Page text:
[On 27 June the Dominion Post published the following article in defence of marriage and the family, by Bob McCoskrie, national director of the registered charity – Family First NZ]
On April 29, two billion people worldwide sat in front of their TV screens as they witnessed one of the most public weddings in history – the marriage of Prince William and Catherine Middleton.
No-one asked why they were getting married, why they didn’t get a civil union instead, or said that the ceremony was pointless and unnecessary. It was simply the dream that many aspire to.
Just 20,900 couples got married in New Zealand last year – an all-time low. This has led to claims that a wedding ring is unnecessary to legitimise parenthood and sexual activity. Put simply: some think marriage doesn’t matter. On that basis, civil unions matter even less – only 273 couples got one last year.
But do declining rates mean that it doesn’t matter? Should we be concerned that marriage rates are at an all-time low? Yes, we should. Marriage matters. The weakening of marriage is one of the most important social issues we are facing.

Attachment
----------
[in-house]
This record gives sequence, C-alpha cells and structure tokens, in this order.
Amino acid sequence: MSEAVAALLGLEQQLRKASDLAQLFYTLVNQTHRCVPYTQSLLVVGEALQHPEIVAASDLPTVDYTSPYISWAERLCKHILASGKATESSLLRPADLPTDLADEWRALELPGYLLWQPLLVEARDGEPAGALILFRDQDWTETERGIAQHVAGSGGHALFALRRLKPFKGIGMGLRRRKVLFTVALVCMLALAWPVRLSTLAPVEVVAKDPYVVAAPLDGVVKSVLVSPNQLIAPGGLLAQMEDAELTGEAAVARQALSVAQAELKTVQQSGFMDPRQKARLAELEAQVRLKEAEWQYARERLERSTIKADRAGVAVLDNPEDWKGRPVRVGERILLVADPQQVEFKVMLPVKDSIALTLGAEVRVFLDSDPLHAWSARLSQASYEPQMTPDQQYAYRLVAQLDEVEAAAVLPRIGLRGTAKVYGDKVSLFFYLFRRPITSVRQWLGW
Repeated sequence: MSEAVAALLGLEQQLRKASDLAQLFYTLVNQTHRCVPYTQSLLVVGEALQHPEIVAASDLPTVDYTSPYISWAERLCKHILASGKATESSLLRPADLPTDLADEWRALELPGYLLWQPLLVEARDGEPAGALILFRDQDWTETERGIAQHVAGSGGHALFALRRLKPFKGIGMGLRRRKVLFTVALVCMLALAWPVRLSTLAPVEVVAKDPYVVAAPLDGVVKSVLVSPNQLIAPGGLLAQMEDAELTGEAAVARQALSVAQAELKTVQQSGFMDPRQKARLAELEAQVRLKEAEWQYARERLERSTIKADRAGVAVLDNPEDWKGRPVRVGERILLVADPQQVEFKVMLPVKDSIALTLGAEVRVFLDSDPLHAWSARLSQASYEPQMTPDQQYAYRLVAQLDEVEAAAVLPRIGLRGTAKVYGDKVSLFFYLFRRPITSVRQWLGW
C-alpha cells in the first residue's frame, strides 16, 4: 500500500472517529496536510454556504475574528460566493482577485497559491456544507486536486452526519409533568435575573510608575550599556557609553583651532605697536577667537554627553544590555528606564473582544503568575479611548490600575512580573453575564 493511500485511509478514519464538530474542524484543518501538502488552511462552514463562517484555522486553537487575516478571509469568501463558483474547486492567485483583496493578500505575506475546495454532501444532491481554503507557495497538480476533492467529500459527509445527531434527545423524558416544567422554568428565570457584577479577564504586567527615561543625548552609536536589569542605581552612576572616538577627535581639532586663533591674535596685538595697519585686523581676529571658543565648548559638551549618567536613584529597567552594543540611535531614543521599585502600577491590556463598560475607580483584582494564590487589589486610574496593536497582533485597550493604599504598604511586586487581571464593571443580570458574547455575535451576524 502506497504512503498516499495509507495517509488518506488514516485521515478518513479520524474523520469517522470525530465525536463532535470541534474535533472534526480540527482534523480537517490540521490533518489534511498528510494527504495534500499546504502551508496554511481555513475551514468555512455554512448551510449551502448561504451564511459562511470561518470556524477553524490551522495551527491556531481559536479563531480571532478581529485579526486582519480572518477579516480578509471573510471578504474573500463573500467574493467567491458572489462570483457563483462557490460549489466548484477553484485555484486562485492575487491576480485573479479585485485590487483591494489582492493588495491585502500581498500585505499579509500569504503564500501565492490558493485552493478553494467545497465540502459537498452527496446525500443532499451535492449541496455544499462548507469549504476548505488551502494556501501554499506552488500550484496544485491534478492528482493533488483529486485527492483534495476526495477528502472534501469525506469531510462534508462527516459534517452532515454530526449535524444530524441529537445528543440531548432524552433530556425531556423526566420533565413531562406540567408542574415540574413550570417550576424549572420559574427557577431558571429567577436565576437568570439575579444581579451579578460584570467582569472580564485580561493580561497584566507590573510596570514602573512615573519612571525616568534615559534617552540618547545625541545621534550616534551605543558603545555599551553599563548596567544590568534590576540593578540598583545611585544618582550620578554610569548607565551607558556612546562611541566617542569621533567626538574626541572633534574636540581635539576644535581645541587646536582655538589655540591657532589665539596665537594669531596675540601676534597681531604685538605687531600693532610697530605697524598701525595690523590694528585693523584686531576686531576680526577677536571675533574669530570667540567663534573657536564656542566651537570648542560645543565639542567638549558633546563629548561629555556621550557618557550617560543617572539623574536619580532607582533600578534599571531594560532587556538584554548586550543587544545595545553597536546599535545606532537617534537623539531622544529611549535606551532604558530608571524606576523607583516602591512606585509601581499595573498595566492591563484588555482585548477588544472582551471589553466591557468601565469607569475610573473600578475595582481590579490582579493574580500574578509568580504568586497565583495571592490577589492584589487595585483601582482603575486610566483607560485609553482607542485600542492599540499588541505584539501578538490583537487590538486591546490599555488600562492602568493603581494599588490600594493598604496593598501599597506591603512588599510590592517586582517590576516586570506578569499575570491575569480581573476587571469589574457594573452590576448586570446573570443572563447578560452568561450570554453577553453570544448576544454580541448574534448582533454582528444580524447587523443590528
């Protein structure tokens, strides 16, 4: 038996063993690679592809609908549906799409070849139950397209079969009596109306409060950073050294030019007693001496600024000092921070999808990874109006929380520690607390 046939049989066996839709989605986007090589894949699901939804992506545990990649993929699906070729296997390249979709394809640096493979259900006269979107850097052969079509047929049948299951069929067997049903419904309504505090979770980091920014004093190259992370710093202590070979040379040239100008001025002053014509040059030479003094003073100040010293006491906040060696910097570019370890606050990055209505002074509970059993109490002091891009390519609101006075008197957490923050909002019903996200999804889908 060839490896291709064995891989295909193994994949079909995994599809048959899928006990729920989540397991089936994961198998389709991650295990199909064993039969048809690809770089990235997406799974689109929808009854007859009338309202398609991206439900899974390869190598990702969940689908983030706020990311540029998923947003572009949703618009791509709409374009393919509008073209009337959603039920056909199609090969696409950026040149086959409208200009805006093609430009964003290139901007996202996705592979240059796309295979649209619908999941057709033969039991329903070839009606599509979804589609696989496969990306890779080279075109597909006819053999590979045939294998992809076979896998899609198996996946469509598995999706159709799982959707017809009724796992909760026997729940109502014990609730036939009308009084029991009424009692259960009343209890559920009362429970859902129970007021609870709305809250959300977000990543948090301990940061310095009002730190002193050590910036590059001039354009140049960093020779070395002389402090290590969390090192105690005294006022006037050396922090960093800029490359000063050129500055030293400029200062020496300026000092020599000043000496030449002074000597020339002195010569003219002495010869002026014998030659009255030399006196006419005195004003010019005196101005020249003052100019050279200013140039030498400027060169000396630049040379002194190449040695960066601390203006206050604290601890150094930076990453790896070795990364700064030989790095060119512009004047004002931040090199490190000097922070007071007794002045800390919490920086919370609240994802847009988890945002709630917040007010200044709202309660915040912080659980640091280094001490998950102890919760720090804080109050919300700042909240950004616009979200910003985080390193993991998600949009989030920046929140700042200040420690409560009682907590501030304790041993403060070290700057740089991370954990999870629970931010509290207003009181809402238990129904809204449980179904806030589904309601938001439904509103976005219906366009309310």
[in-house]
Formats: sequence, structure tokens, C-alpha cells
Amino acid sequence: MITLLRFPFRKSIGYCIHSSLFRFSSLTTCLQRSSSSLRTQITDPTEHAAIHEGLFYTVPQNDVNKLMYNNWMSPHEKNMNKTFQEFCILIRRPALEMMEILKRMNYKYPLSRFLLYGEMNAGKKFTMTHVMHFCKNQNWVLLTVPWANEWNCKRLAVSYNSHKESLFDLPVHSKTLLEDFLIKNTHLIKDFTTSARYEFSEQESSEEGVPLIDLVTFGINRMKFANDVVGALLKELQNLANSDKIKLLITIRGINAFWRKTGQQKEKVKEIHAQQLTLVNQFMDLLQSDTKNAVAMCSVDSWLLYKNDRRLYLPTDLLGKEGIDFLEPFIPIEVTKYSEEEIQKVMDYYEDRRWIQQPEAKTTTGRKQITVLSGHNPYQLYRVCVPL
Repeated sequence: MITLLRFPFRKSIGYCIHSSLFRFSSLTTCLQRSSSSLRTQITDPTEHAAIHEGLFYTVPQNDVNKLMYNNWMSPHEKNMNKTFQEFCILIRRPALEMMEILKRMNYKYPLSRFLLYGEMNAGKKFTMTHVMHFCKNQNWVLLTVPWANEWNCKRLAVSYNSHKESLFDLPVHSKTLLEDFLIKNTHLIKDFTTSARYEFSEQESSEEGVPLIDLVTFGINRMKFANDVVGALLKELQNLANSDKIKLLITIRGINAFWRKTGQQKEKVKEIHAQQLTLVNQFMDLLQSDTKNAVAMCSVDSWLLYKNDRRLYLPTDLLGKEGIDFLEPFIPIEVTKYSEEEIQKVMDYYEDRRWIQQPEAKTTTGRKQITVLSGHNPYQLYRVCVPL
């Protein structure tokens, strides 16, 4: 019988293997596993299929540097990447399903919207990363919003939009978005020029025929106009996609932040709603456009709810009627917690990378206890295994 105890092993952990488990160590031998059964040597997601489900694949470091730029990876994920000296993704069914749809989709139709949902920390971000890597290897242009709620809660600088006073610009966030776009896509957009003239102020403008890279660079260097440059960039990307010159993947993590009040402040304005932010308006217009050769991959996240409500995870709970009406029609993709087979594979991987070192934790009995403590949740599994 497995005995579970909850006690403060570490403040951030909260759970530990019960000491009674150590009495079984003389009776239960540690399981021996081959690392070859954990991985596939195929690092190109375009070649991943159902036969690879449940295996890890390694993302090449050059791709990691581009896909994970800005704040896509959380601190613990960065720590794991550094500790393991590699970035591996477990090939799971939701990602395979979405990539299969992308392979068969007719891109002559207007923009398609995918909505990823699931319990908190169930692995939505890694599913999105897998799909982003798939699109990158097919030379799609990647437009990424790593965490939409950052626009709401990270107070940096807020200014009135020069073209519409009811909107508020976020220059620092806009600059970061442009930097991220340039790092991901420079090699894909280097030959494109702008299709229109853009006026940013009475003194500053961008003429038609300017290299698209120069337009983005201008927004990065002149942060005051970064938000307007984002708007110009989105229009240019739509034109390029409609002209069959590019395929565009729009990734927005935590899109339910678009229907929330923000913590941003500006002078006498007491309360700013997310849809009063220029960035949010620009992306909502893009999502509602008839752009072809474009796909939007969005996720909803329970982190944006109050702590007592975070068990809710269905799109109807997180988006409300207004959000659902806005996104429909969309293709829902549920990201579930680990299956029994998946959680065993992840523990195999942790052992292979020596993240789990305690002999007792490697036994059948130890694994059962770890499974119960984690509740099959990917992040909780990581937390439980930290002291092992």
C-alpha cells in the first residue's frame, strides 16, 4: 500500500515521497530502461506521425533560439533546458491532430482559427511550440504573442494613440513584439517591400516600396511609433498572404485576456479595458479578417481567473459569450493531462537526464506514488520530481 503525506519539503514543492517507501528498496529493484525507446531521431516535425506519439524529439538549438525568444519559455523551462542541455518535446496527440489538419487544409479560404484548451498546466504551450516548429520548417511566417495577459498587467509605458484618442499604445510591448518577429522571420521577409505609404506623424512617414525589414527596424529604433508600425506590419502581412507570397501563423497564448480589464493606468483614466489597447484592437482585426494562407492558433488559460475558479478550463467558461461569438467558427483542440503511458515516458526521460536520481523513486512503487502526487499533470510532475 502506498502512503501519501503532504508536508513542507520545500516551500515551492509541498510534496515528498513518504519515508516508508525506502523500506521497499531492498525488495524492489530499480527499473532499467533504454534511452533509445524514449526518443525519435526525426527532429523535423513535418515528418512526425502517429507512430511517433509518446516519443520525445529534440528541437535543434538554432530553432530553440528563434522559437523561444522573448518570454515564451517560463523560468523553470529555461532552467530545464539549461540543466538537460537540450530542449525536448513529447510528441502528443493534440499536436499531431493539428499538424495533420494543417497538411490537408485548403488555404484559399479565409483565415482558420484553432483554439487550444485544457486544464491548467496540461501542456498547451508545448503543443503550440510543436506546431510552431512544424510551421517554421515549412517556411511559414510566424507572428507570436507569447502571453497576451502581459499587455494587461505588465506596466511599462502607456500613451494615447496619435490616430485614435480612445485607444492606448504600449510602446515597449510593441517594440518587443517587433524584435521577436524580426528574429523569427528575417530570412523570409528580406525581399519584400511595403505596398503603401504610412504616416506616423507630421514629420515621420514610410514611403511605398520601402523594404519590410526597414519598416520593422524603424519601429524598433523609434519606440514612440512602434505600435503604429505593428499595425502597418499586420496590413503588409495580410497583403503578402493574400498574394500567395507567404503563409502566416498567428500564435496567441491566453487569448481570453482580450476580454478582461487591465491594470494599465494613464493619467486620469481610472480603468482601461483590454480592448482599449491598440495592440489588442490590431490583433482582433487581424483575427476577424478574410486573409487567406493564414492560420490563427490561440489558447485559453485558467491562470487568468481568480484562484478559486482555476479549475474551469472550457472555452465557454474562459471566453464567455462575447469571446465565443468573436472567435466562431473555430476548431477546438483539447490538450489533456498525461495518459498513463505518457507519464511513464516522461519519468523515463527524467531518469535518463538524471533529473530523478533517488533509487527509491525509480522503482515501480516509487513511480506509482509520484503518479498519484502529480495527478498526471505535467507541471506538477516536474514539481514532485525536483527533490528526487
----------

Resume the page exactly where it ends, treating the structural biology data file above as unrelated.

A 2006 British report said that the breakdown of the traditional married family was at the root of teenagers being involved in violent acts, taking more drugs, drinking more, and having sex at a younger age.
But the report didn’t come from a “Right-wing think-tank’ or lobby group with a “moralist agenda”. It was from Britain’s most prominent and influential Left-leaning policy group – the Institute for Public Policy Research. It contradicted years of ideology that family structure doesn’t matter.
Cohabitation statistics in the 21st century released this year by British social reform organisation the Jubilee Centre found that married couples with children are 10 times more likely to stay together than de facto couples – and marriages last an average of four years longer if partners haven’t lived together before getting married.
According to the study, in 1993 70 per cent of couples who had children after they got married remained married at their child’s 16th birthday – increasing to 75 per cent in 2006. Yet just 36 per cent of cohabiting parents were together for their child’s 16th birthday in 1992 – reducing to just 7 per cent in 2006. This indicates that marriage has become a more stable family background for raising children.
According to Why Marriage Matters – a report co-authored by 13 leading social- science scholars, including Professor William Galston, a domestic policy adviser to the Clinton administration – parental divorce or non-marriage appears to increase children’s risk of school failure, the risk of suicide, psychological distress and, most significantly, delinquent and criminal behaviour.
For full published article go to:
Family First NZ website: www.familyfirst.org.nz